For certain items, like groceries, consumers have little choice in the matter: U.S. adults continue to prioritize buying goods that support essential functions of the household even as prices exact a growing strain on budgets. Only about 1 in 10 consumers who considered buying food items last month ended up not doing so, and this was more often due to limited availability from product shortages than price concerns.
Gas prices limiting consumer mobility
Gas is another staple that consumers are bound to purchase regardless of higher prices. Car ownership increased during the pandemic as lifestyles shifted in favor of private vehicles over public transit. However, elevated gas costs are already starting to influence consumer behavior: Nearly a third of adults said they drove less than usual last month, and more than half of this group cited gas prices as the main reason. Supply disruption related to the conflict in Ukraine is stoking further increases in global energy prices, threatening to exacerbate this trend.
U.S. economy isn’t immune to conflict abroad
Prior to Russia’s attack on Ukraine, household budgets in the United States were already being strained by rising prices. Escalating tensions in Eastern Europe are further disrupting supply and driving up inflation for categories like gas and food. While consumers have little choice but to absorb some cost increases, it is likely that nonessential spending categories will suffer as a result.
The Russia-Ukraine conflict risks exacerbating U.S. inflation, which was already threatening consumer demand and overall economic growth. So far, sanctions are not directly targeting exports of which Russia is a major global supplier — like gas — but elevated tensions nonetheless pose a risk of supply disruptions and are already driving up global energy and wheat prices.
As household staples take up more space in monthly budgets and eat away at savings, consumers won’t be able to afford major purchases like houses or cars, and it may be difficult for them to justify discretionary expenses like restaurant meals and vacations. Additionally, behavioral responses to inflation, like driving less to limit gas consumption, could have secondary effects on economic activity, potentially reducing trips to restaurants or retail establishments. Inflation had already presented itself as a growing threat to economic growth in the United States, and recent geopolitical developments are adding fuel to the fire.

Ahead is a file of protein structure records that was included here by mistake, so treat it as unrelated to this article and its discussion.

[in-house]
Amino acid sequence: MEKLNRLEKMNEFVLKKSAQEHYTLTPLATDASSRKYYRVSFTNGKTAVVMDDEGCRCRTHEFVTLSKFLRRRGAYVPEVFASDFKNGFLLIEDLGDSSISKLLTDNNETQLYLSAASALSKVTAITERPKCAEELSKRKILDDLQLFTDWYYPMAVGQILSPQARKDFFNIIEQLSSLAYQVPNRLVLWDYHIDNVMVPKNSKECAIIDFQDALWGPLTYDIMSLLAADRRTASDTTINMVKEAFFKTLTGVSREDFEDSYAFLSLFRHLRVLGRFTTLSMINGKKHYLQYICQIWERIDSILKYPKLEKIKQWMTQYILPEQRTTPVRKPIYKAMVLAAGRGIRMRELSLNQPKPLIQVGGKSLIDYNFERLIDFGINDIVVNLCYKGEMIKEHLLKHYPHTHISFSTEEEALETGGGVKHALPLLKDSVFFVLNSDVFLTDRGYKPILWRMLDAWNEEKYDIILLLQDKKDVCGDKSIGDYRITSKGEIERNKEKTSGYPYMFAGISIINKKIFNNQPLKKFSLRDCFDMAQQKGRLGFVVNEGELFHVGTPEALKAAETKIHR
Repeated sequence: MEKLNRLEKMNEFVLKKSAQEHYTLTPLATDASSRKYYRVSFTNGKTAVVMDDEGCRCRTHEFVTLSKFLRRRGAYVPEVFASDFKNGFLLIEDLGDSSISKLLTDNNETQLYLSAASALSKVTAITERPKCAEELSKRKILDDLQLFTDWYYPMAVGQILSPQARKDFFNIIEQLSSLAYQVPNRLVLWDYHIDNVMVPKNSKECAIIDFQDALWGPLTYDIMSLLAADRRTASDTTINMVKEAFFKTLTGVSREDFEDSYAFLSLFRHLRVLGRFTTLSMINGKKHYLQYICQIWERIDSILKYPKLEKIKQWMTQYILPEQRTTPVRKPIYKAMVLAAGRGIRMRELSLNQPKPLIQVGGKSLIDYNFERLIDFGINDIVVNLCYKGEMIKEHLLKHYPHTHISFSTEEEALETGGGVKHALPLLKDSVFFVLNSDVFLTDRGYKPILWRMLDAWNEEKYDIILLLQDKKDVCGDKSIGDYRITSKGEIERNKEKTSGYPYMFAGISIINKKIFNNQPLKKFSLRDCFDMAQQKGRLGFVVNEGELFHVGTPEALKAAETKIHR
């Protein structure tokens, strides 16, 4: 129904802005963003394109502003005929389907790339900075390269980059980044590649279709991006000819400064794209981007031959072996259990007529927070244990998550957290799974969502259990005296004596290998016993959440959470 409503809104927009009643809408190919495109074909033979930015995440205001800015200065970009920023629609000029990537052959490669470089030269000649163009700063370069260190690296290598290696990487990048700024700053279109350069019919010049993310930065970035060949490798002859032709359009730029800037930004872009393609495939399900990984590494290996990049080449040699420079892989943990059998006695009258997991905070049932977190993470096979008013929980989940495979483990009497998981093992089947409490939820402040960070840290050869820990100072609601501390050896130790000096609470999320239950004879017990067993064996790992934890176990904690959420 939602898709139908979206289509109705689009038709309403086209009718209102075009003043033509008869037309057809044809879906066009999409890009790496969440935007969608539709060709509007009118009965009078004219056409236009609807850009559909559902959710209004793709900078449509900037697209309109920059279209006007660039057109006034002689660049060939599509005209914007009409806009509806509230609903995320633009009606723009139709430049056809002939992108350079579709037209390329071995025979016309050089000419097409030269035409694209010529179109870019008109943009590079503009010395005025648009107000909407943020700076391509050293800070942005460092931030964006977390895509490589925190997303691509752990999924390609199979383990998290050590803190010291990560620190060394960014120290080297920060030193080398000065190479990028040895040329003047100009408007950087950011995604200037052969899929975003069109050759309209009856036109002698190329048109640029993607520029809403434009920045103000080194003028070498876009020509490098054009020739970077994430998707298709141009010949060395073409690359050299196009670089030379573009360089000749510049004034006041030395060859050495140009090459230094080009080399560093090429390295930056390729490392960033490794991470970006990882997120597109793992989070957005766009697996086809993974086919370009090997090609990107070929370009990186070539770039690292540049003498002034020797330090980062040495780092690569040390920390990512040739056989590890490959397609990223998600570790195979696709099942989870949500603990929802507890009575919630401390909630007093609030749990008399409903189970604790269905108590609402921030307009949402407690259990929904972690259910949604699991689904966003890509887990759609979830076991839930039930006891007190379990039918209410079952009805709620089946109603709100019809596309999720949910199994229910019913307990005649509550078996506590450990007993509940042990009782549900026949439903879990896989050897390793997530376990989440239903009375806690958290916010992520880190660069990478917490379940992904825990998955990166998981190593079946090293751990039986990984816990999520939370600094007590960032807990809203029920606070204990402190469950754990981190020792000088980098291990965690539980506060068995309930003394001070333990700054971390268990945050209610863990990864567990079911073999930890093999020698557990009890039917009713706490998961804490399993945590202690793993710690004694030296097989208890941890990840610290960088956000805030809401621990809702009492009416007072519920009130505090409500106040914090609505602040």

Kayla Bruun is a senior economist at decision intelligence company Morning Consult, where she analyzes consumer spending, inflation and household finance trends, leveraging the company’s proprietary high-frequency data.
Prior to joining Morning Consult, Kayla was a key member of the corporate strategy team at telecommunications company SES, where she produced market intelligence and industry analysis of mobility markets.
Kayla also served as an economist at IHS Markit, where she covered global services industries, provided price forecasts, produced written analyses and served as a subject-matter expert on client-facing consulting projects.
Kayla earned a bachelor’s degree in economics from Emory University and an MBA with a certificate in nonmarket strategy from Georgetown University’s McDonough School of Business.